Starting out as an apprentice: Caitlin Stokes
In celebration of it being National Apprenticeship Week (5-9 March), The Planner spoke to Caitlin Stokes, who is taking part in the RTPI’s apprenticeship scheme.
Caitlin is undertaking her apprenticeship as a planning technician, at Sedgemore District Council and attends Bridgewater College.
Q: Where did you see the apprenticeship role advertised and what made you apply for it?
A: I saw the planning apprenticeship role advertised on Sedgemoor District Council’s website. I've always had an interest in the built environment and how buildings are designed to create sustainable spaces, so when I saw the advertisement it caught my attention straight away. I liked the idea of learning while on the job and working in an office-based environment.
Q:What did the job you did as an apprentice entail - what sort of work were you doing?
A: During the time I spent working in my apprentice role I supported the planning policy team for six months while they developed the new local plan. I then spent the following six months in the development management team, where I dealt with my own caseload of planning applications and provided a wide range of support for the team.
Alongside working, I have been studying towards achieving the ‘Town Planning Technical Support’ course at college.
Q: What kind of work do your studies involve?
A: My course covers a wide range of units based on the construction sector as a whole, which gives me a broader understanding of the industry. There are a few units within the course that are focused directly on town planning, which helped me learn while picking up my own caseload of applications. All of our work is coursework based.
As part of the course I am also working towards gaining my NVQ qualification, which involves providing evidence of what I do in my role and being assessed by my tutor during desk-based observations in the workplace.
Q: What sort of supervision and support do you get?
A: As part of the apprenticeship I have attended college for one day every two weeks. As there isn’t much opportunity for 1:1 support outside of this day, our course leader ensures he’s available through email if we have any questions about a piece of work and all of the resources we need are available online for us to access. My tutor has been fantastic at teaching the course as he has a genuine interest in planning and makes sure our lessons are interactive. Our tutor often starts group discussions on more subjective issues in planning so we get lots of different perspectives.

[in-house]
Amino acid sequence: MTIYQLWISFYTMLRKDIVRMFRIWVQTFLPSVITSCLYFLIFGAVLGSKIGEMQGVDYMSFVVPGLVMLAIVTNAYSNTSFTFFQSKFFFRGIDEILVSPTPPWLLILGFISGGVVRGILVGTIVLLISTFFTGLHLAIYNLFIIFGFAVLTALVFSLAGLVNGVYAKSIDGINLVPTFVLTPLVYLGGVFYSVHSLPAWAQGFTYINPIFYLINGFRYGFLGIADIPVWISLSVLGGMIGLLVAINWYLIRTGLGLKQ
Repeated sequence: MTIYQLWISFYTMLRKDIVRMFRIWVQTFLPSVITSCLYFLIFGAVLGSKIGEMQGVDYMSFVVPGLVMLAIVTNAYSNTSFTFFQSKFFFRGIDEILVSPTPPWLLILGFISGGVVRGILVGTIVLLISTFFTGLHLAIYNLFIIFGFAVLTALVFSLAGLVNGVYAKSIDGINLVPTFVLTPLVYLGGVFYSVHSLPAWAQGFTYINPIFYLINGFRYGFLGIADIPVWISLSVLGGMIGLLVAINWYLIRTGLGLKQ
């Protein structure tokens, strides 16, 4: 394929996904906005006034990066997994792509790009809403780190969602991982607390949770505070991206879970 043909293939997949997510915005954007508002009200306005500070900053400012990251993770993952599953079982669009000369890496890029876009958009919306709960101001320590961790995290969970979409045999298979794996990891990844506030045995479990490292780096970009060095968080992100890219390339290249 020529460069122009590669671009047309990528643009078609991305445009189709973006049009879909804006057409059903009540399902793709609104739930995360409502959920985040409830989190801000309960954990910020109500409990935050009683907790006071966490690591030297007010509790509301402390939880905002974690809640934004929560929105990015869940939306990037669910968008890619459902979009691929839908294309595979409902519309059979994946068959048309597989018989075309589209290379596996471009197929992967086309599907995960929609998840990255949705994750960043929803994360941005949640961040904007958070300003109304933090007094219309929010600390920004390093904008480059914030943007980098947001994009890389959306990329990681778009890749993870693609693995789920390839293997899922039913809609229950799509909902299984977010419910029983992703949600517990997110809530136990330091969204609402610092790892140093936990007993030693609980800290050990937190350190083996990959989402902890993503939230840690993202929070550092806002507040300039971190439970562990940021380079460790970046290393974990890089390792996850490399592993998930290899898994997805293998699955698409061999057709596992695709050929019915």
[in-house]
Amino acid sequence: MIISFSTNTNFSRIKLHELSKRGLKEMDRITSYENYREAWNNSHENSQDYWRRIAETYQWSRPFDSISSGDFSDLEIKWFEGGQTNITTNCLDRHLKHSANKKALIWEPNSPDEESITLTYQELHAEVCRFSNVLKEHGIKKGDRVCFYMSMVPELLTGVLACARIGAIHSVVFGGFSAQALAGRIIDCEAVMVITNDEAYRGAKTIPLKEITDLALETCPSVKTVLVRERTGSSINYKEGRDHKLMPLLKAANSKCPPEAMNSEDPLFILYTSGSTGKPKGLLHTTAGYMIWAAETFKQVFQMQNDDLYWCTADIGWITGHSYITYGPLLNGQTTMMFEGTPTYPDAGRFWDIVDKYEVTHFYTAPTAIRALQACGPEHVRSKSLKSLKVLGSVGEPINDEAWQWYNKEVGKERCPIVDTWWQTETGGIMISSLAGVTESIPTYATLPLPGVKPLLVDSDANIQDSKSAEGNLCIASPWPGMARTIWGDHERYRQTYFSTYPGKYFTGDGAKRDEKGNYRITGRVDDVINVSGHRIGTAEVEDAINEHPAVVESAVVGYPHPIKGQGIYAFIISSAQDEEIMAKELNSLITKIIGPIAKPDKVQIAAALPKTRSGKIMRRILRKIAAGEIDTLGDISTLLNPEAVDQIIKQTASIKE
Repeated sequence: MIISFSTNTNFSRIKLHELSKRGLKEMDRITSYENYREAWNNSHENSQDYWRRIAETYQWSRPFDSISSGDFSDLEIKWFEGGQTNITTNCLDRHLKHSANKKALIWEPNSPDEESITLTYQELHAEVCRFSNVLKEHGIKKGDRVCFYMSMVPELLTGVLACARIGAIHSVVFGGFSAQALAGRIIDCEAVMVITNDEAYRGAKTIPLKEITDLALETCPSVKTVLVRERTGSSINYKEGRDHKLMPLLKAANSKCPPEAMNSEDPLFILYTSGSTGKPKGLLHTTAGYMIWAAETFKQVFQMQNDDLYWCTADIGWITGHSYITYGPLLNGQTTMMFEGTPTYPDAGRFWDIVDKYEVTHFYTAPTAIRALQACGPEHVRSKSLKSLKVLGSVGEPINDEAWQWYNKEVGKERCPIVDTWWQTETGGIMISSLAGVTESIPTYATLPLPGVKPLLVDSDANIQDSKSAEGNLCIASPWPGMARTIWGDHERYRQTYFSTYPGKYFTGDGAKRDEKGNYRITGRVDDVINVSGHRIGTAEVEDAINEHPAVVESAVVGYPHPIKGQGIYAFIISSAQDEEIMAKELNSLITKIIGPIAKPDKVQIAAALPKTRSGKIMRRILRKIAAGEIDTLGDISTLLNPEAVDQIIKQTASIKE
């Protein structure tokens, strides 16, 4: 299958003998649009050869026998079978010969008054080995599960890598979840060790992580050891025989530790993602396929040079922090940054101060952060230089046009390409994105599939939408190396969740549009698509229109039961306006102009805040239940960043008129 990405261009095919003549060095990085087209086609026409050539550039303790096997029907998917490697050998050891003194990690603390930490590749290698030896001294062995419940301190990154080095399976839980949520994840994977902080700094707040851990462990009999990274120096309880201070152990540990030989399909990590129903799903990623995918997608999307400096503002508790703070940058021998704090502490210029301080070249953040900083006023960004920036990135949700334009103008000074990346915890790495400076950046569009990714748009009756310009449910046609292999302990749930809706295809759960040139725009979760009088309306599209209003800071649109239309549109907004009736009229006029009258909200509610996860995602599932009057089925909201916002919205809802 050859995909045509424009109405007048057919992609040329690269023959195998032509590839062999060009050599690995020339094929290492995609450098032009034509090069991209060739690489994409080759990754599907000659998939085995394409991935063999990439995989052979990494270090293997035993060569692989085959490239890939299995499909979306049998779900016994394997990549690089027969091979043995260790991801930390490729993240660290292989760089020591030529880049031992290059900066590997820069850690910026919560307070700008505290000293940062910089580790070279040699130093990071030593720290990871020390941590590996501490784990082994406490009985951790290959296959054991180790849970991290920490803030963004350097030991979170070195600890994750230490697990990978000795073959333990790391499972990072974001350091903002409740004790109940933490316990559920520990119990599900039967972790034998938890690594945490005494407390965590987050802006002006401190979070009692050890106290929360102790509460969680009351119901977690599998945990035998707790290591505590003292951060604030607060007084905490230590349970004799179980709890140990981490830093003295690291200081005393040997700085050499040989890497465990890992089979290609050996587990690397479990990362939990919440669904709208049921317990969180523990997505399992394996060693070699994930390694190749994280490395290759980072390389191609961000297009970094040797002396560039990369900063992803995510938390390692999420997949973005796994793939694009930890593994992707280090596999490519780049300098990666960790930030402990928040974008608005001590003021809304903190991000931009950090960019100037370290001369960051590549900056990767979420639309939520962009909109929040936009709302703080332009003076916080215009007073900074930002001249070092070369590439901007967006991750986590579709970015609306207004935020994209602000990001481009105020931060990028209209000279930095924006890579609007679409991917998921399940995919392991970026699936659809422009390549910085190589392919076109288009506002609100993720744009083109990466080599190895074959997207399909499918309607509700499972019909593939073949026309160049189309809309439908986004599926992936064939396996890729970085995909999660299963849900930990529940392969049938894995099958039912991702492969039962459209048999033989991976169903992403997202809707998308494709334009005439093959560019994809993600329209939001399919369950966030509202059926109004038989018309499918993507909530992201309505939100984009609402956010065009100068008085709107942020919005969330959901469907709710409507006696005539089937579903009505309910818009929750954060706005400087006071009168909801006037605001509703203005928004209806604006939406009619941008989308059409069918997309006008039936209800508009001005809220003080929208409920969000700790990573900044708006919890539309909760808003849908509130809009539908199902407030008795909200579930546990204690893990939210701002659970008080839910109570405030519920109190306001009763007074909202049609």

Q. Were you looking for a job/career in planning?
A: I’ve always had an interest in planning and since starting my apprenticeship I now know I want to continue my study to achieve a degree/master’s degree in planning to become a planning officer.
Q. Is it what you expected it to be?
A: The apprenticeship has opened up my options to various roles within the planning sector and enabled me to progress further to the role of planning technician for the council’s development management team. When I first started I didn’t expect to be in a permanent role after my first year and the work I’ve done since I’ve started has been more interesting than I expected; I really enjoy going out on site visits and seeing the district.
Q: Do you have any advice for people looking for apprenticeships, or seeking a role in planning?
A: An apprenticeship is a really good way to find out what you’re interested in. When I first started I experienced working within lots of different teams and had a varied workload to help me decide what area I was most interested in and now I have a permanent role as a result. The advice I would give is to try and get experience in as many different teams as possible… and to not be afraid to ask a million questions!
Q. When did you complete your apprenticeship? What is your role at the council? What kind of work are you doing?
A: I’m still studying towards my qualifications with the aim to complete them by this summer. I have progressed on from my role of planning apprentice into a planning technician role for the council. This involves me registering planning applications, dealing with a small caseload of my own planning applications and providing general support for the development management team and enforcement team.
Information about RTPI apprenticeship schemes can be found on the institute's website.
The final elements of a degree level Chartered Town Planner apprenticeship scheme for England have been submitted to government for approval. The RTPI hopes a number of accredited Planning Schools will offer it later this year, with more ready for 2019.